When you first drive up, you are not sure if you're in the right place. It looks more like a nostalgic knick-knack shop than a place to have lunch.
When you walk in, you see a few seats in the front of the shop among the vintage finds and local art. There's local handmade jewelry, vintage paintings, groovy home accessories. There is a wicker couch and chairs in front of the electric fireplace and another tall bar style table.
If you go in the back, you'll find an open kitchen and more seating.
You can check in and be seated and the waiter will come to take your order. Or you can place your order at the counter. At the counter, you can study the local beer and wine list.
The menu is set up for lunch or a light early dinner. There are sandwiches, homemade soups, small salads, canapes and snacks.
On the day I visited, I dined solo. They had just opened when I came in. I made my way to the back and was seated at the very comfy wicker couch and had a look over the menu.
I have to say that dining on the couch allowed me to kick back and relax, something you can't always do in other places.
I opted for the canape sampler, which gave me three canapes ($7); a BLT with smoked salmon ($8); and a peach market spice tea.
My canapes came first. I chose the Garden, with fresh cucumber, tomato and artichoke spread on foccacia; rustic beef made of good quality roast beef luncheon meat with horseradish spread on crostini with smoked mozzarella melted on top and crisp onions on top of that; and the meatball canape, with Italian meatballs sliced in half, melted smoked mozzarella and crisp onion on focaccia.
All the canapes, enough for two or three bites, were quite tasty. They would make a great addition to a bowl of soup to round out your lunch.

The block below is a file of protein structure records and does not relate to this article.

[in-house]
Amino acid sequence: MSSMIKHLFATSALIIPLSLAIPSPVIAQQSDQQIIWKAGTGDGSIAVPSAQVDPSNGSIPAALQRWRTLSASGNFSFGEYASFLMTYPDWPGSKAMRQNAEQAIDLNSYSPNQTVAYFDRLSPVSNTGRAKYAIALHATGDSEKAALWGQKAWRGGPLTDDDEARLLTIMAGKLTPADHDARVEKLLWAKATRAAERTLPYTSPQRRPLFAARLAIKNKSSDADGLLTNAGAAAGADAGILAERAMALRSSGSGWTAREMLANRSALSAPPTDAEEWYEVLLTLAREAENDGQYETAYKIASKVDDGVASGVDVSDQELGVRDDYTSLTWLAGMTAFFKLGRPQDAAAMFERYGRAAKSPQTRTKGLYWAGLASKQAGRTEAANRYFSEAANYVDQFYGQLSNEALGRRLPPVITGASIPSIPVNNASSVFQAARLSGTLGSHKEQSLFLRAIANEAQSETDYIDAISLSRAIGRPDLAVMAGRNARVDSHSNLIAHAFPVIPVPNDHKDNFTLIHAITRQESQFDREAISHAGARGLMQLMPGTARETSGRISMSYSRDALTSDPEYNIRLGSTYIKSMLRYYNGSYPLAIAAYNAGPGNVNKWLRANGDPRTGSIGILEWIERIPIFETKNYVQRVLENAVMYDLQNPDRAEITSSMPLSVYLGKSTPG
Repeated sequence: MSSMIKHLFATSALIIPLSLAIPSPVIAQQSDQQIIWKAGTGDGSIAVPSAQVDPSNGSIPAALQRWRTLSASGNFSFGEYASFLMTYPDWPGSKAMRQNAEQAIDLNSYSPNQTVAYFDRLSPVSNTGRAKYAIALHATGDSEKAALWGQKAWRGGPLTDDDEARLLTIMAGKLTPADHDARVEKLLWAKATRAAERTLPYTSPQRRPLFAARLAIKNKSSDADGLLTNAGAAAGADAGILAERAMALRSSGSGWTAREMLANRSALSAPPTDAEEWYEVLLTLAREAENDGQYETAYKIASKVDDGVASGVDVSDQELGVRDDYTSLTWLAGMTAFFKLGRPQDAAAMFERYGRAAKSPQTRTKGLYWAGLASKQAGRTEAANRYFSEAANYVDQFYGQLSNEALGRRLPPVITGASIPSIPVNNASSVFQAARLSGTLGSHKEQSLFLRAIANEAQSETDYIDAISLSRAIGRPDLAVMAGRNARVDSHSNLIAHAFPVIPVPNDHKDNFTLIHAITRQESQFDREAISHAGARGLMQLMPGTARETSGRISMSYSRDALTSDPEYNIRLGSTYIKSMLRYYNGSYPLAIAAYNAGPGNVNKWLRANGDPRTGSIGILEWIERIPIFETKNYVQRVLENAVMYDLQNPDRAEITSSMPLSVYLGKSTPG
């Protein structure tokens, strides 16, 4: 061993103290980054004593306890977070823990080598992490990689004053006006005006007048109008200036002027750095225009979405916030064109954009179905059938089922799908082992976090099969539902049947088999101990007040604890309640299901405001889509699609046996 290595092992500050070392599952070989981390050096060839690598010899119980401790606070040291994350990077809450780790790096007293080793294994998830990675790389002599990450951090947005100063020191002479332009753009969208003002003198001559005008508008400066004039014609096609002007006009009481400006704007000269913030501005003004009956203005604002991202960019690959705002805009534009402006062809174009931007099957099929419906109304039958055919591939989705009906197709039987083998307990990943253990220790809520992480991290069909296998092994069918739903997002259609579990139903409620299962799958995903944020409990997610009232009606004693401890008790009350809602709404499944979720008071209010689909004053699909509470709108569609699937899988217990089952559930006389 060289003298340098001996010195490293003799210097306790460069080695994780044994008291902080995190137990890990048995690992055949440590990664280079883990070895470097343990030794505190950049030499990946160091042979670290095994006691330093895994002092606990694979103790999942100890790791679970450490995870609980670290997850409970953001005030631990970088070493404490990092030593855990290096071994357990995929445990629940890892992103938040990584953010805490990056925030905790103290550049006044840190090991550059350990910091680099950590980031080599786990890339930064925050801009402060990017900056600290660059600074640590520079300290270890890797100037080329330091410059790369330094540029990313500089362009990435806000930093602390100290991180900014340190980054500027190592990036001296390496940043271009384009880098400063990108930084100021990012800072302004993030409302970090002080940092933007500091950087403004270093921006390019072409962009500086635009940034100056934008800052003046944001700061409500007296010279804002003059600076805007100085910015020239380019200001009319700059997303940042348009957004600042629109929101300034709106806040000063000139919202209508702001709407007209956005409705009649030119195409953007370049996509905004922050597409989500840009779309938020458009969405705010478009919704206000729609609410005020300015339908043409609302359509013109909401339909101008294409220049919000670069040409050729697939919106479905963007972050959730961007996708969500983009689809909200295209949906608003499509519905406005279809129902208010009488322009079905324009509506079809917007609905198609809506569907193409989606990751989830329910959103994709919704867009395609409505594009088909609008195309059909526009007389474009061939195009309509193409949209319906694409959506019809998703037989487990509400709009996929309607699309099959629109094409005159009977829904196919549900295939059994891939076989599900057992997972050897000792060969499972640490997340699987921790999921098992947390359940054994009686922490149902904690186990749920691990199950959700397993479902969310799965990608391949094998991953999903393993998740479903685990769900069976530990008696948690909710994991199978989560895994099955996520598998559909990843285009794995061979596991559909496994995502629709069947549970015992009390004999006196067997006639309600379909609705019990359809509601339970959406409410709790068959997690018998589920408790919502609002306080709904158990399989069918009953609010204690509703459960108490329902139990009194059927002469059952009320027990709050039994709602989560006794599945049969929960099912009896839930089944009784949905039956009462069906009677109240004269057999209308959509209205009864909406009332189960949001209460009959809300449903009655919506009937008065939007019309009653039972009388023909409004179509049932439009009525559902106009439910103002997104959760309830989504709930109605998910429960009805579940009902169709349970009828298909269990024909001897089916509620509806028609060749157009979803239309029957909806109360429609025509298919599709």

My sandwich came quickly after I finished my canapes. The BLT had thin sliced smoked bacon, Northwest style smoked salmon, cherry tomatoes, romaine and mayo on a locally made focaccia roll. Like everything else I had tasted so far, the sandwich was fantastic.
My only gripe is the tomatoes fell out of my sandwich while I was eating it. I suspect that the chef went for the cherry tomatoes because they are sweeter and great tomatoes are hard to find so early in the spring.
Some other menu choices are hot grinders, a hot beef and bacon sandwich, a smoked salmon canape, an albacore tuna canape, Caesar salad with smoked salmon, Nicoise salad and always a homemade soup daily.
I had thought the location was a little odd because it was a bit of the main shopping area in Snohomish, but it didn't seem to deter people. While I was dining, several local people came in and ordered food to go and chatted it up with the waiter. I think the Hungry Pelican has a host of regulars already.
The chef posts her daily specials on Facebook so you can find out what is cooking before you leave for lunch. The hours are a little odd but I think that is because the place is basically a one-woman show with just a few extra hands to help serve.
The Hungry Pelican is definitely worth seeking out if you're in Snohomish antiquing or just work in the area and need a wholesome and tasty lunch.
Who knows? In addition to a good lunch, you may find the perfect gift or some special item for your home.
The Hungry Pelican
113 Avenue C, Snohomish; 360-243-3278; www.thehungrypelican.net
Specialty: Homemade soups and sandwiches.
Hours: 10 a.m. to 6 p.m. Wednesday through Saturday and 10 a.m. to 4 p.m. Sunday.
Vegetarian options: A few.
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